(pp. 70-121)

    Rooted as they are in powerful and almost universal human emotions, the relations between immigrants and their places of origin do not alter dramatically as the origins of immigrants shift. But the world around immigrants and their social networksisapt to change, and to change dramatically. The global economy, with its markets for goods, labor, and capital, alters as connections between various parts of the world thicken, tighten, diminish, or are broken. New transportation and communication technologies transform the global circuits through which ideas are exchanged and information and people travel. Empires and nations are built or collapse. Revolutions...

  4. 3 IMMIGRATION AND RESTRICTION Protection in a Dangerous World, 1850–1965
    (pp. 122-175)

    Reminiscing thirty years later about the politics of the 1890s, former congressman Richard Bartholdt recalled that “the most discussed subjects at that time were immigration, the financial question, and the tariff.”¹ Prominently missing from his list were empire-building and the growing opposition to American global activism that ultimately culminated in isolationist backlash and draconic restrictions on immigration. More than his contemporaries in Congress, Bartholdt probably understood that for American voters the tariff and immigration had been anything but domestic matters in the 1890s: congressmen debated these two issues with fervor precisely because they saw them as closely linked strategies for...

    (pp. 176-221)

    In the forty-five years that followed President Lyndon Johnson’s signing of the 1965 Immigration Act, few could ignore changes occurring both within the United States and beyond America’s borders. By the millennium’s turn in 2000, these changes had acquired a brand new label—“globalization.” Invoked 200 times in theNew York Timesduring the 1980s, the word appeared in 910 articles in the 1990s and then almost daily between 2000 and 2007. Globalization furnished a shorthand explanation for just about any change—positive, negative, economic, social, or cultural—underway anywhere in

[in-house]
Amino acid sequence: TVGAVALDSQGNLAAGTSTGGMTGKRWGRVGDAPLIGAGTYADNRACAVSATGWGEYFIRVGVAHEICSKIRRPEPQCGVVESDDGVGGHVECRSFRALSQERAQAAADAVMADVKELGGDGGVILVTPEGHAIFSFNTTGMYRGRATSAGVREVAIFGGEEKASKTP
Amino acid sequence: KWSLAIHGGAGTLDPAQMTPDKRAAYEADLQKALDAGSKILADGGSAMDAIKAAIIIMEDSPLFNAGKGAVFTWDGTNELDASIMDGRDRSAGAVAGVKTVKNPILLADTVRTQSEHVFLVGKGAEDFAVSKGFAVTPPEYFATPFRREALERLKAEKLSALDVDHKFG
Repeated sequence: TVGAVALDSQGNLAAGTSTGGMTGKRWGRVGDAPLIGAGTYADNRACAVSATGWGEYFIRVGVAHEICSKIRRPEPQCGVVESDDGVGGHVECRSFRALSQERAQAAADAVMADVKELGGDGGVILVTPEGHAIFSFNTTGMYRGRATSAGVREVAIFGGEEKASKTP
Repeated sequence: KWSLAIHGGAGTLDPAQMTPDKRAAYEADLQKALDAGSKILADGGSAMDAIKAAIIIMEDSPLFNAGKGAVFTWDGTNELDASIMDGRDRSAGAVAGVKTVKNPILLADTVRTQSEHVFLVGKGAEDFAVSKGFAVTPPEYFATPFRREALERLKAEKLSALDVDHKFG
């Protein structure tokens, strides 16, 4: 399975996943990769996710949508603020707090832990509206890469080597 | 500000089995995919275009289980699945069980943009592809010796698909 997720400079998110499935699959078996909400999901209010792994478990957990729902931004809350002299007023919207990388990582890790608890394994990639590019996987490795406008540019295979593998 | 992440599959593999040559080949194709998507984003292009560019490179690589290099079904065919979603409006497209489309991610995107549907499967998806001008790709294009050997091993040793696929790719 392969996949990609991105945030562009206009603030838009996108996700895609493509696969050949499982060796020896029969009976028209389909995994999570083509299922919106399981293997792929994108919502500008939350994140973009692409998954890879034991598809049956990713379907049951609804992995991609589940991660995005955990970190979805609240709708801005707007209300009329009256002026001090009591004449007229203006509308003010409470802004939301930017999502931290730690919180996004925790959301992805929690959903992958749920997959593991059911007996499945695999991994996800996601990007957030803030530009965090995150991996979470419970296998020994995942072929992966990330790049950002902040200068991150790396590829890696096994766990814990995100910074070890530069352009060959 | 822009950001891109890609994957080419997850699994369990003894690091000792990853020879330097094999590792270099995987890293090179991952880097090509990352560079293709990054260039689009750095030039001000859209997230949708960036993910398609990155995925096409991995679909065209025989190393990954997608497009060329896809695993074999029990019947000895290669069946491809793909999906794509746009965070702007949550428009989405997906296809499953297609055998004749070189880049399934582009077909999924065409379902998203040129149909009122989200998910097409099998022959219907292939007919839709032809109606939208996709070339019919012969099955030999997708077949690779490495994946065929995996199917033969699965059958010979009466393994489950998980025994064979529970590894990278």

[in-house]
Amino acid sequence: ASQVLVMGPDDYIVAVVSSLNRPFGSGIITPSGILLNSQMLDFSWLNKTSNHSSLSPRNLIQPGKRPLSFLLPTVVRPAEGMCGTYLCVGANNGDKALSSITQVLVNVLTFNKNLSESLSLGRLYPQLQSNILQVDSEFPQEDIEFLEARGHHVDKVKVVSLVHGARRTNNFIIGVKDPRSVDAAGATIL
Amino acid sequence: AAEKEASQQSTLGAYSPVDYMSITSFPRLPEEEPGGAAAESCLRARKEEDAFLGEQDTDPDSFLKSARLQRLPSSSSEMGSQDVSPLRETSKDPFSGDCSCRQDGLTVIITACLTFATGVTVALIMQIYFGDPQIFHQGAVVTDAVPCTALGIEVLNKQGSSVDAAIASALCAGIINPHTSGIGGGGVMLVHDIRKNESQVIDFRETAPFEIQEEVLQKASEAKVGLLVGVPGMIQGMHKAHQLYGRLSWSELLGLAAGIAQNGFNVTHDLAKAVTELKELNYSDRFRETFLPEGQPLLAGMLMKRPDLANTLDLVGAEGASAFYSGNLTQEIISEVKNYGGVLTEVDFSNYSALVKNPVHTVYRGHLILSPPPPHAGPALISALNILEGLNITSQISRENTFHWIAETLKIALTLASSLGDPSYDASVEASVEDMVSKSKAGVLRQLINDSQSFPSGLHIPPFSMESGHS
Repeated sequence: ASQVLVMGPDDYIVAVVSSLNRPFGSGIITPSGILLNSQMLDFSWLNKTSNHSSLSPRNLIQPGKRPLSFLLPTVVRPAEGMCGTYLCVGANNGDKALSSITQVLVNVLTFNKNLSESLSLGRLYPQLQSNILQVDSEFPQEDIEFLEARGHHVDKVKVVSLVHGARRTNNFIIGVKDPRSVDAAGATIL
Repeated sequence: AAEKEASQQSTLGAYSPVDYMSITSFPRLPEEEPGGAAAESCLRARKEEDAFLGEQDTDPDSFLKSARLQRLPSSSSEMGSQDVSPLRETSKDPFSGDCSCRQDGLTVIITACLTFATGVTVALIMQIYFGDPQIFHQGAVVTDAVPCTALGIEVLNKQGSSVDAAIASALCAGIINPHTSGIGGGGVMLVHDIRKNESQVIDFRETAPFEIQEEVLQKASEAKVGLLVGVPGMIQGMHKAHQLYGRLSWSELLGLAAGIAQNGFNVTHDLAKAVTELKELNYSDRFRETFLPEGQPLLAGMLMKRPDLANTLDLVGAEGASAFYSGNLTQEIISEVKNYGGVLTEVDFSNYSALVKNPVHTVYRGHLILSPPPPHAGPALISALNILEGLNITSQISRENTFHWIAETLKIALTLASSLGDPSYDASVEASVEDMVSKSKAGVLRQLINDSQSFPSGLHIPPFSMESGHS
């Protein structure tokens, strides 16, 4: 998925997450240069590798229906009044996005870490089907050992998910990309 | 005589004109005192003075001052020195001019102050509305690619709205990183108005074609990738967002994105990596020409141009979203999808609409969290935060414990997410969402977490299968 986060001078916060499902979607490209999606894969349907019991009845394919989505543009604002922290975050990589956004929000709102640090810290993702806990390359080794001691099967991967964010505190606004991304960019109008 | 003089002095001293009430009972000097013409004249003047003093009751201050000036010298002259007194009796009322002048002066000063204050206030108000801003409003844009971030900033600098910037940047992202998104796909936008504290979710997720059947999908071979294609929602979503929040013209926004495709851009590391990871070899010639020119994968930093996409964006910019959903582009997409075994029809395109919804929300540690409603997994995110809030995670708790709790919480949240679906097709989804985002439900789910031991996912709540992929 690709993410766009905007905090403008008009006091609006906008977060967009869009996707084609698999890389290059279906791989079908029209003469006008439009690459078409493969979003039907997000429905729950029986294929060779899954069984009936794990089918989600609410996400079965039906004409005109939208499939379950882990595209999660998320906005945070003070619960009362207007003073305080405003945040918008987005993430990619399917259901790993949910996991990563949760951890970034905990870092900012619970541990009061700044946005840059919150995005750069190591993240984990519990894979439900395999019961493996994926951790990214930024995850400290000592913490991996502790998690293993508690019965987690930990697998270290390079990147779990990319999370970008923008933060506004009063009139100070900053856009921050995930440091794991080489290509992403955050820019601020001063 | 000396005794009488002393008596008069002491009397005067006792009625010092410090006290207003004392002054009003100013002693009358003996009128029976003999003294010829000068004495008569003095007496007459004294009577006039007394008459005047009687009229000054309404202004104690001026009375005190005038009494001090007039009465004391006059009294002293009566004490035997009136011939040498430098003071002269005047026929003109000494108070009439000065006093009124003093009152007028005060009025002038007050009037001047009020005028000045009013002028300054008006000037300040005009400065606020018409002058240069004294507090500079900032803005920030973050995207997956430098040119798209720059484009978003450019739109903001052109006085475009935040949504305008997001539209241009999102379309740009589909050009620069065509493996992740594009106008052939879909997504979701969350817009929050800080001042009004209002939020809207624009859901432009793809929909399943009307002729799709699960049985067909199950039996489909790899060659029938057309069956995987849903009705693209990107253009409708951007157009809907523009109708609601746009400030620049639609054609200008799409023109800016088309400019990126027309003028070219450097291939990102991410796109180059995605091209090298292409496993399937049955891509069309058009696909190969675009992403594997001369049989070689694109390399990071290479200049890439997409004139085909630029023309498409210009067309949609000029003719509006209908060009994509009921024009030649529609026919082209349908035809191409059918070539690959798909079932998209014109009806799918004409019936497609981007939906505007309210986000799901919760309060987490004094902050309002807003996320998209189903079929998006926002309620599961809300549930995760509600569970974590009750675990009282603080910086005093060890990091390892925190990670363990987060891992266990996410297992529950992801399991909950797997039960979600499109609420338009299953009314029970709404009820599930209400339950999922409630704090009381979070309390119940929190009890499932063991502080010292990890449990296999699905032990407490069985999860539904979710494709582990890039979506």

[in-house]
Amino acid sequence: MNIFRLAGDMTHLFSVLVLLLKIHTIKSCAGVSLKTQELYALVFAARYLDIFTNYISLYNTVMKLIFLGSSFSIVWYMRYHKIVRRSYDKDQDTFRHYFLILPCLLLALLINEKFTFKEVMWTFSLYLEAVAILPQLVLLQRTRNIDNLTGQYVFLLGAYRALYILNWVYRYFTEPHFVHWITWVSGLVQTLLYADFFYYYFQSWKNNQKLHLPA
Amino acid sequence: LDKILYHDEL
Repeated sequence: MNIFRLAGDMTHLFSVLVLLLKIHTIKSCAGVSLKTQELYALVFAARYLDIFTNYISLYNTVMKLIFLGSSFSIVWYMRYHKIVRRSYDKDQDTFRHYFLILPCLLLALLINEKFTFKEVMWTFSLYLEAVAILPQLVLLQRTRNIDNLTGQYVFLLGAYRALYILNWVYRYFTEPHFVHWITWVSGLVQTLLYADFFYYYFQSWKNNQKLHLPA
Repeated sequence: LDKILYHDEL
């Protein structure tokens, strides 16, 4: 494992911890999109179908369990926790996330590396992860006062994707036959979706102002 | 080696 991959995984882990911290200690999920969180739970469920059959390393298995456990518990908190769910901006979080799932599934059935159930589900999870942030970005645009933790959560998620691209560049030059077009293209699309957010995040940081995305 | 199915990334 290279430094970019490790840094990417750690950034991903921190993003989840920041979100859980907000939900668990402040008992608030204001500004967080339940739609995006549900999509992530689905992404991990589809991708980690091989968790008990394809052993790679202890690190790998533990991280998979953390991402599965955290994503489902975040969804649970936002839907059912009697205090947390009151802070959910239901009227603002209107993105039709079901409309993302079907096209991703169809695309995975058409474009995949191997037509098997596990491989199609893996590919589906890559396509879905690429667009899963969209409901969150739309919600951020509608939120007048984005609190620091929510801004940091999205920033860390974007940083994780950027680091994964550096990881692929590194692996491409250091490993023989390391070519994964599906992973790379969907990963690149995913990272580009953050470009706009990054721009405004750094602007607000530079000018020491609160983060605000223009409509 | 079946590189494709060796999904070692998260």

Dictionaries defined “globalization” as “the development of an increasingly...

  6. CONCLUSION “The Inalienable Right of Man to Change His Home and Allegiance”
    (pp. 222-234)

    My examination of immigrant foreign relations challenges readers to think in new ways about immigrants’ lives, about the relationship of immigration and globalization, about the governance of immigration and foreign policy, and about the relationship of the United States to the rest of the world. While domestic histories of American nation-building rightly emphasize the diversity of immigrants’ origins, cultures, and religions as they have changed over time, the story of immigrants’ foreign relations reveals more similarities among groups and more continuities over time. The most important continuity emerges from the almost universal human tendency to love and remain attached to...

  7. APPENDIX Suggestions for Further Reading
    (pp. 235-246)